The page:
Billy Chemirmir, Accused Killer of 22 Elderly Women, Found Dead in Prison

Chemirmir was a former health care worker who broke into the home of elderly women and suffocated them before stealing their jewelry.

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Billy Chemirmir, a serial killer accused of killing 22 elderly women, was found dead in the prison where he was serving life without the possibility of parole, according to AP News

The 50-year-old was found dead in his cell, and Texas Department of Criminal Justice spokeswoman Hannah Haney reported his unnamed cellmate was identified as the "assailant." Chemirmir's cause of death was not released. 

The murder happened after prosecutors in two Texas counties decided not to seek the death penalty for Chemirmir's crimes. The former health care worker was accused of going on a murdering spree in Dallas and Collin Counties between 2016 and 2018, according to The Dallas Morning News.  

Chemirmir killed his victims by smothering them either inside their homes or at senior centers and then stole their jewelry to sell for a profit. Police opened an investigation on him in 2018 when 91-year-old Mary Bartel told police Chemirmir broke into her home and smothered her with a pillow.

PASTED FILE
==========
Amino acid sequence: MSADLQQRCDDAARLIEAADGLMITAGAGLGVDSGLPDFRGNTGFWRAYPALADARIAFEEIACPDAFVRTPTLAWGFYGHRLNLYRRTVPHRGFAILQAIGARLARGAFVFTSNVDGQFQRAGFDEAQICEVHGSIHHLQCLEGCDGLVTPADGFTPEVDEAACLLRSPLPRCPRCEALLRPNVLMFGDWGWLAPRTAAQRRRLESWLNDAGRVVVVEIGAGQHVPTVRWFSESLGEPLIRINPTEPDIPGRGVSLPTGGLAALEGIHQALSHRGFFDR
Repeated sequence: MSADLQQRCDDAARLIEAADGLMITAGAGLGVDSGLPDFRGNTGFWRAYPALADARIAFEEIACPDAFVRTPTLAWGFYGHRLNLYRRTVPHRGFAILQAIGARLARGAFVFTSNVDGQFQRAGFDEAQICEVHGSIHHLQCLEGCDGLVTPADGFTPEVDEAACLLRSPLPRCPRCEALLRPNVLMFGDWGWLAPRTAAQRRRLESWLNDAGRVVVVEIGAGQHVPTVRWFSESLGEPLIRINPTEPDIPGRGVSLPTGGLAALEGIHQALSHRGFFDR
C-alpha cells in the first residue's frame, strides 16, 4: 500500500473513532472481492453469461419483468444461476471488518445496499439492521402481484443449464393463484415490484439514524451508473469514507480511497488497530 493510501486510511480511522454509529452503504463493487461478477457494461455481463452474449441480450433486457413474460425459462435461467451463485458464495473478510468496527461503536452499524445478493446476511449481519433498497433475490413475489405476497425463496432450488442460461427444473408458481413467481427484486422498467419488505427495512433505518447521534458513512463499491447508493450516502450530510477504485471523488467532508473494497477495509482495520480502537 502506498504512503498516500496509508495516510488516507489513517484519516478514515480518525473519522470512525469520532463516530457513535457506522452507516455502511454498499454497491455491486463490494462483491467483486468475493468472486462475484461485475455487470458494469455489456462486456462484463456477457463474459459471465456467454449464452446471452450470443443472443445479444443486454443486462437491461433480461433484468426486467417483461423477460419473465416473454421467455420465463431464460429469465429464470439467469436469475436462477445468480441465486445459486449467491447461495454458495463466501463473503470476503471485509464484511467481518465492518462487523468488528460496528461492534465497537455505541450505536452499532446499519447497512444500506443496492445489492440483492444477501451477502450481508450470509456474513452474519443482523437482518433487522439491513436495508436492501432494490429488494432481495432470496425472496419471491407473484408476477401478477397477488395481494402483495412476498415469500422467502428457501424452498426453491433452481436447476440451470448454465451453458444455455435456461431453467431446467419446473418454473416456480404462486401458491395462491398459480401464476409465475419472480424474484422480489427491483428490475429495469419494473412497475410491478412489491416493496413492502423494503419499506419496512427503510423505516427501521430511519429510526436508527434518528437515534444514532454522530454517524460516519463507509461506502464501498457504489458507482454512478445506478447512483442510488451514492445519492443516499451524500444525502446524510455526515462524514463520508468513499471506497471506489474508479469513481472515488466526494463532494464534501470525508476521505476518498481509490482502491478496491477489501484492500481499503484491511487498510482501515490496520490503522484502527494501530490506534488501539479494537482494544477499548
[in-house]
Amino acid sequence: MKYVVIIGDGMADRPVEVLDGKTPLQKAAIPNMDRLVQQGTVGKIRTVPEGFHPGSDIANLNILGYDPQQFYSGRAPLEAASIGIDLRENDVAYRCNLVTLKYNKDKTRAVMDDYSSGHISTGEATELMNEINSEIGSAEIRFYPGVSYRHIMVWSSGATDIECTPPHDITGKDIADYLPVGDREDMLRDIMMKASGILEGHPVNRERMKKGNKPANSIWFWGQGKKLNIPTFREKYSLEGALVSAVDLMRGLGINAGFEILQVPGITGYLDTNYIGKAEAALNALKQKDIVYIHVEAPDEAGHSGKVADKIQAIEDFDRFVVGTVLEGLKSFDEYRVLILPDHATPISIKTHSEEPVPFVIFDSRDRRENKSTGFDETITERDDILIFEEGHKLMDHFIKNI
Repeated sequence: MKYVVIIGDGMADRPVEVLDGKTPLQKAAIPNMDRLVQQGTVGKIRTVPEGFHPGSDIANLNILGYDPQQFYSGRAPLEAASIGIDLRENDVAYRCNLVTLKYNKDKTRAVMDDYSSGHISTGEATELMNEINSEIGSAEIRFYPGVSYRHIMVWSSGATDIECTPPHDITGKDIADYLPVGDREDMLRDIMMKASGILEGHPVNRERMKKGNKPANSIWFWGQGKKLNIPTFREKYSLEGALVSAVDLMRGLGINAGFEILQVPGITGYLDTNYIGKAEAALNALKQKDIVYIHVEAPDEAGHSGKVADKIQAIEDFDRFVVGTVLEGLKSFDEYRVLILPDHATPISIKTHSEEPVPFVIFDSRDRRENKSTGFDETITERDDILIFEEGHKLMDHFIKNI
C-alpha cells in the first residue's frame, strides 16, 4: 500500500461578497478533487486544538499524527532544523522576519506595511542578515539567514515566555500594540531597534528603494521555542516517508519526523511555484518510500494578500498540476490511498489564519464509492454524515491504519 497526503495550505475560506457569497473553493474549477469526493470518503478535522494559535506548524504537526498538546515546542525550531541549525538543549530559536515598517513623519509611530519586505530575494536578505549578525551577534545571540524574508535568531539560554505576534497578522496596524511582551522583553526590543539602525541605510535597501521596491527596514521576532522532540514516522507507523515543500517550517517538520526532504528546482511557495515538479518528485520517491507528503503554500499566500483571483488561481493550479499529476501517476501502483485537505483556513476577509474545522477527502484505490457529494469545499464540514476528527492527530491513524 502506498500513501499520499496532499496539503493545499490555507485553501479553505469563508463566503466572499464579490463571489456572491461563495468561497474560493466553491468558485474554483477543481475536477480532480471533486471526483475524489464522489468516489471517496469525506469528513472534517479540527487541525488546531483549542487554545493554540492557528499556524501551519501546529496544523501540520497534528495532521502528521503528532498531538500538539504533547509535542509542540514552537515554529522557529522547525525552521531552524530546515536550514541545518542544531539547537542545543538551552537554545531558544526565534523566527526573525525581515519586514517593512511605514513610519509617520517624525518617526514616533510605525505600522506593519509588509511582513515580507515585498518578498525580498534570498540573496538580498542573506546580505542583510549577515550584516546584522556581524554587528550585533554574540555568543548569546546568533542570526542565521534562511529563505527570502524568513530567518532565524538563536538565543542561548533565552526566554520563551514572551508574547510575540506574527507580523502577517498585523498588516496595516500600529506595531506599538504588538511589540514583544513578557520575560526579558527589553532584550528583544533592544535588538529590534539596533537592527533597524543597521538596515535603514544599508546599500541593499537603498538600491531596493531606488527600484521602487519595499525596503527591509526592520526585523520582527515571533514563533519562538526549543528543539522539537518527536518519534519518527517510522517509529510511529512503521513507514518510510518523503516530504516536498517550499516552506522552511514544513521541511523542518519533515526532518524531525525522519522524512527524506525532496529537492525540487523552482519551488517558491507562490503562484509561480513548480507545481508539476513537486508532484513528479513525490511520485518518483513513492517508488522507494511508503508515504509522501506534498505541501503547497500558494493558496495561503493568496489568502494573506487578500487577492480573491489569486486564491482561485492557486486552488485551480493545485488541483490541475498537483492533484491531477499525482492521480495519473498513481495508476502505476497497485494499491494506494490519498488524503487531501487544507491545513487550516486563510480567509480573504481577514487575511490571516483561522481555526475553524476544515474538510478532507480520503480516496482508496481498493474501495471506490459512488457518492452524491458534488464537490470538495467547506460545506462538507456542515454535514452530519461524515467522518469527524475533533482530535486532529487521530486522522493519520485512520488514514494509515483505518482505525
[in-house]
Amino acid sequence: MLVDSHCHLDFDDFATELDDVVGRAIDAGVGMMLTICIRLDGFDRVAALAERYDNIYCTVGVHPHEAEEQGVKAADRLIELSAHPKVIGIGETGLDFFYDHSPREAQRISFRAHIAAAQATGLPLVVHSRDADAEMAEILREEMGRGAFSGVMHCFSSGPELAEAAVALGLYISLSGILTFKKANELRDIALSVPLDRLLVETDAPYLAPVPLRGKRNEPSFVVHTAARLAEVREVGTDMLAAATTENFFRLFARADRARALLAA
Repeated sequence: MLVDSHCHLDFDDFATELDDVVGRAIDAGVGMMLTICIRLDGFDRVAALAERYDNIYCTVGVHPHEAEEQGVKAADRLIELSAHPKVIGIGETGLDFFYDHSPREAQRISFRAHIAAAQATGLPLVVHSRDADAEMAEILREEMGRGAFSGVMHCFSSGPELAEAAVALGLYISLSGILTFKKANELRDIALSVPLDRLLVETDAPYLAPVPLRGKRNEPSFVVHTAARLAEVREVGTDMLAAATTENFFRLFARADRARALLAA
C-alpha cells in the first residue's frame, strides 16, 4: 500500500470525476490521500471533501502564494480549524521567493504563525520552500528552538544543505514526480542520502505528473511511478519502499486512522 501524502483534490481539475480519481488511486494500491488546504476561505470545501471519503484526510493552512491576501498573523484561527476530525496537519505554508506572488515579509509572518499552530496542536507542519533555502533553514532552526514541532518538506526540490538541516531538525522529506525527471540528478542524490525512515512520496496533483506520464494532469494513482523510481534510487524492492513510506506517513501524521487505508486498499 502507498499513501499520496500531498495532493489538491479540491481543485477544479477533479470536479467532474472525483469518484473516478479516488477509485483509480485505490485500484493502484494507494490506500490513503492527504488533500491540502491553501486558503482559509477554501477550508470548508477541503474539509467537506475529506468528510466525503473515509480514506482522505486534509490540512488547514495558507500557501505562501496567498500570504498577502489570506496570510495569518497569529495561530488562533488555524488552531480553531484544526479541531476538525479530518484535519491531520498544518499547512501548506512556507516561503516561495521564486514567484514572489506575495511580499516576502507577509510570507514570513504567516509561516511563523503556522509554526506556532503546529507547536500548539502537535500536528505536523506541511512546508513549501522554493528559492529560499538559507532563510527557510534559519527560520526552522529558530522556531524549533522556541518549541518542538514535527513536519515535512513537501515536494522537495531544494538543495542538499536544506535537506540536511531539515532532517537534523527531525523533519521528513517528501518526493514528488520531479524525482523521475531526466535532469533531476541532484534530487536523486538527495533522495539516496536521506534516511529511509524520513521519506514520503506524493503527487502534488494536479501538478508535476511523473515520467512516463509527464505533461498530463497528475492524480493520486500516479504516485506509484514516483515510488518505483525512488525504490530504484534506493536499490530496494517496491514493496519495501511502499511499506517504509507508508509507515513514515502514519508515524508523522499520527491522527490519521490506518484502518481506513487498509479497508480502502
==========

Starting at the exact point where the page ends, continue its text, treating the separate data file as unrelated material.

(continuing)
Police found Chemirmir the next day in the parking lot where he was living with jewelry and cash in hand while throwing out a large red jewelry box. The box's contents brought police to the home of 81-year-old Lu Thi Harris, who was found dead in her bedroom earlier that day.

"Chemirmir used his healthcare experience to his advantage, targeting and exploiting seniors, some of the most vulnerable people in our community," then-Plano police chief Gregory W. Rushin said in a March 2018 press conference. "This is terribly disturbing."

In April 2022, Chemirmir was found guilty and convicted of capital murder in the death of Harris, according to NBC News, and later found guilty of killing 87-year-old Mary Brooks. He was sentenced to two consecutive life sentences without the possibility of parole. 

Chemirmir maintained his innocence by telling The Dallas Morning News last year, "I am not a killer. I'm not at all what they're saying I am. I am a very innocent person. I was not brought [up] that way. I was brought [up] in a good family. I didn't have any problems all my life."

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